Human rights are rights we have simply because we exist as human beings - they are not granted by any state. These universal rights are inherent to us all, regardless of nationality, sex, national or ethnic origin, color, religion, language, or any other status. They range from the most fundamental - the right to life - to those that make life worth living, such as the rights to food, education, work, health, and liberty.
The Universal Declaration of Human Rights (UDHR), adopted by the UN General Assembly in 1948, was the first legal document to set out the fundamental human rights to be universally protected. The UDHR, which turned 70 in 2018, continues to be the foundation of all international human rights law. Its 30 articles provide the principles and building blocks of current and future human rights conventions, treaties and other legal instruments.
The UDHR, together with the 2 covenants - the International Covenant for Civil and Political Rights, and the International Covenant for Economic, Social and Cultural Rights - make up the International Bill of Rights.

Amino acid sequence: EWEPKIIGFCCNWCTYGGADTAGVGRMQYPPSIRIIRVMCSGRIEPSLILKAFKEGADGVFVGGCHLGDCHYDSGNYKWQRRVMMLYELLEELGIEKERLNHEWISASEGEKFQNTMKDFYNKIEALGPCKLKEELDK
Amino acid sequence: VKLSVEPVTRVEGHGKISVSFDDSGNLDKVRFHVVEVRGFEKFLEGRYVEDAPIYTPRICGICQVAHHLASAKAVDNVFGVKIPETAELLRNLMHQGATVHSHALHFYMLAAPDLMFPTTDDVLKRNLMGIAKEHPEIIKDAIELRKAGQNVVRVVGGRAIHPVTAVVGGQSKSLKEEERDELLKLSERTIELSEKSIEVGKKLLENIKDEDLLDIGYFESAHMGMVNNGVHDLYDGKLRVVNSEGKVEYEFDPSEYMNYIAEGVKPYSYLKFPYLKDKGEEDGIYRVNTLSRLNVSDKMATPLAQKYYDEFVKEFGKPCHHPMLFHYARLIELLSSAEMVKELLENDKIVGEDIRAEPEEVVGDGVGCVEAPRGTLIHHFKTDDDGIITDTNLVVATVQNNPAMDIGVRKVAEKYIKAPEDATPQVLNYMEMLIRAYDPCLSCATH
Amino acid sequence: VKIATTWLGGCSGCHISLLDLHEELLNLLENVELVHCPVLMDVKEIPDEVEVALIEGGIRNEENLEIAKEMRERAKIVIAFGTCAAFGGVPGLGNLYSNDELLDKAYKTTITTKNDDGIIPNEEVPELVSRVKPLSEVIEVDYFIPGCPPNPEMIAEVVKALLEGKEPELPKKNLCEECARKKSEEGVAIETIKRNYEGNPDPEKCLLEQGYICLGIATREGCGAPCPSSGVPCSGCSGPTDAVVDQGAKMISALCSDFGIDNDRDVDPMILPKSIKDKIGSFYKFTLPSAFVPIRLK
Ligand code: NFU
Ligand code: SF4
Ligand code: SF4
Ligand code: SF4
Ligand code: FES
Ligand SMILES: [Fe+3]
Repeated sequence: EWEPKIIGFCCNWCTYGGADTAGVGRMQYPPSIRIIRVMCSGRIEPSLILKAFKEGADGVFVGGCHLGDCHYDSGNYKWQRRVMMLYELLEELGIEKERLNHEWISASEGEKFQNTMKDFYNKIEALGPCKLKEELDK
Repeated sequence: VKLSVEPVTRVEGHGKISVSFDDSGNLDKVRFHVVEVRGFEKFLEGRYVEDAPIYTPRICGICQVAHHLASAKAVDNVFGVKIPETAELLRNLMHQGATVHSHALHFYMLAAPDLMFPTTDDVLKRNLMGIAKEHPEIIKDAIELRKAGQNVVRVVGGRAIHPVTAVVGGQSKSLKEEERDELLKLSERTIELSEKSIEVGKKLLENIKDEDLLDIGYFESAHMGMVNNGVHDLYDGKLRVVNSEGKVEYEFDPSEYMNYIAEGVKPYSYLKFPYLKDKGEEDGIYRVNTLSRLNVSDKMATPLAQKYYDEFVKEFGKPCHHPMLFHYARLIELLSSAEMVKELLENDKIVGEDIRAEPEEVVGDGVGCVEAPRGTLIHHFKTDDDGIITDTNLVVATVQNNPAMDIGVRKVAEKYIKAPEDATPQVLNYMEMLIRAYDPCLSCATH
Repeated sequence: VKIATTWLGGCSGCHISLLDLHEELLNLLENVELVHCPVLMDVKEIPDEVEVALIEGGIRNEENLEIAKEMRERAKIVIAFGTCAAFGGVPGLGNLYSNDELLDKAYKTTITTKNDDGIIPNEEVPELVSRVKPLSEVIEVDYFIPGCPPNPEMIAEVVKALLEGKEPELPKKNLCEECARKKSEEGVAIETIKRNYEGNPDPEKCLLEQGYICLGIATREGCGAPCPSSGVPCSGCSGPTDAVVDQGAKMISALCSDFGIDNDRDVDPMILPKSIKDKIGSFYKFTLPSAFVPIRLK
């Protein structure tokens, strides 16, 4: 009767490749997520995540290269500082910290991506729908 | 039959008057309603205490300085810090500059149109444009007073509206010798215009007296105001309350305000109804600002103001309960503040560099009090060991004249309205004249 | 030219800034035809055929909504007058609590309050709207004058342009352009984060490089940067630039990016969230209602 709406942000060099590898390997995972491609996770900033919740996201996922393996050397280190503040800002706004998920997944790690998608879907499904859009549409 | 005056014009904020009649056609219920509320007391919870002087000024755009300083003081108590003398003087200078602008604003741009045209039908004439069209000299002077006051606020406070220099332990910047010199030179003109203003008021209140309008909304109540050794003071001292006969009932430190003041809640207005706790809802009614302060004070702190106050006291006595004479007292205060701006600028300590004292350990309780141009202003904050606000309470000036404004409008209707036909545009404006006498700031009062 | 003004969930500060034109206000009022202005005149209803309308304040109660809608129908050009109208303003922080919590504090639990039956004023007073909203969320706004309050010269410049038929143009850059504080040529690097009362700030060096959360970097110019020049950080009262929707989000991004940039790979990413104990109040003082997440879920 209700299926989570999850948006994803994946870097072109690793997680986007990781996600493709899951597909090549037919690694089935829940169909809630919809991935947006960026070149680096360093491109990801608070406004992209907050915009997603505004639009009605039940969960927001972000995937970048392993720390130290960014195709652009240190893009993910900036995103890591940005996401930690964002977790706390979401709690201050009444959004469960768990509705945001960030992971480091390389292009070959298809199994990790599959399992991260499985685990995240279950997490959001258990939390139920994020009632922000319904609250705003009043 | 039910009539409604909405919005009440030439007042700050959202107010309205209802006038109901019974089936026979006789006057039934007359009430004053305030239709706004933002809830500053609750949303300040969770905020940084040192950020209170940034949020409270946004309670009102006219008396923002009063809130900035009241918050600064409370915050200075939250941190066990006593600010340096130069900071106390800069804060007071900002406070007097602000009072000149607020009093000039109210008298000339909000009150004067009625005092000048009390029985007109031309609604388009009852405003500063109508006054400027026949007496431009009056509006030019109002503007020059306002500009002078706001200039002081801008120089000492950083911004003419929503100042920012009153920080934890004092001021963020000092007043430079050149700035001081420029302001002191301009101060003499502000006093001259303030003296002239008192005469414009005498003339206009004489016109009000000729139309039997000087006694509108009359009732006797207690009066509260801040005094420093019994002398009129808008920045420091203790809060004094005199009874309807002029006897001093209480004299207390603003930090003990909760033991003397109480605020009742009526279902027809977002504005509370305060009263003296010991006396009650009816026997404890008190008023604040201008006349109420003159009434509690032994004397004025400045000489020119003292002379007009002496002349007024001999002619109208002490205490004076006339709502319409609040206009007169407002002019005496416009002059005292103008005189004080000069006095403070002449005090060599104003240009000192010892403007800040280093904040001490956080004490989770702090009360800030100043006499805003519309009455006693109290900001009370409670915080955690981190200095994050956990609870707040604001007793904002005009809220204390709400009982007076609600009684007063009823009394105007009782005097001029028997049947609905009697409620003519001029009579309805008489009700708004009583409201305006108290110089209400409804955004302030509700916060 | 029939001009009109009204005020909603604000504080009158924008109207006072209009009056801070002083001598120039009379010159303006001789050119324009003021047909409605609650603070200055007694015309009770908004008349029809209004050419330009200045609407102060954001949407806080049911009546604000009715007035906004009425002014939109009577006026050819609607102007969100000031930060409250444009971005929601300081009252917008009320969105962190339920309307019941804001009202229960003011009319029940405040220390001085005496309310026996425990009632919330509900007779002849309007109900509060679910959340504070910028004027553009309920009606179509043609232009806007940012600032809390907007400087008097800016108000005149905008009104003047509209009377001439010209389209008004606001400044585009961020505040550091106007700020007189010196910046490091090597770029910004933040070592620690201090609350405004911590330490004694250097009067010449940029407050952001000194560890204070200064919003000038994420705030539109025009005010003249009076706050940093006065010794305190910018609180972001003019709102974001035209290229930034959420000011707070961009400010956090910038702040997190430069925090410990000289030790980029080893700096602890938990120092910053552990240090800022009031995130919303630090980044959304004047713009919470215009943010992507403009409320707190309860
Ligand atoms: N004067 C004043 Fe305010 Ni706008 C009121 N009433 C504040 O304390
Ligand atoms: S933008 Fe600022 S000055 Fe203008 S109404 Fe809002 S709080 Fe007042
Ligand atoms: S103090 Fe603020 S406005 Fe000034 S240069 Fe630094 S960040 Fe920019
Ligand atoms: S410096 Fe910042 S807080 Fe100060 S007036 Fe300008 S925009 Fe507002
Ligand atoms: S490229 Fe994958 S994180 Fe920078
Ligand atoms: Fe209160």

The principle of universality of human rights is the cornerstone of international human rights law. This means that we are all equally entitled to our human rights. This principle, as first emphasized in the UDHR, is repeated in many international human rights conventions, declarations, and resolutions.
Human rights are inalienable. They should not be taken away, except in specific situations and according to due process. For example, the right to liberty may be restricted if a person is found guilty of a crime by a court of law.
All human rights are indivisible and interdependent. This means that one set of rights cannot be enjoyed fully without the other. For example, making progress in civil and political rights makes it easier to exercise economic, social and cultural rights. Similarly, violating economic, social and cultural rights can negatively affect many other rights.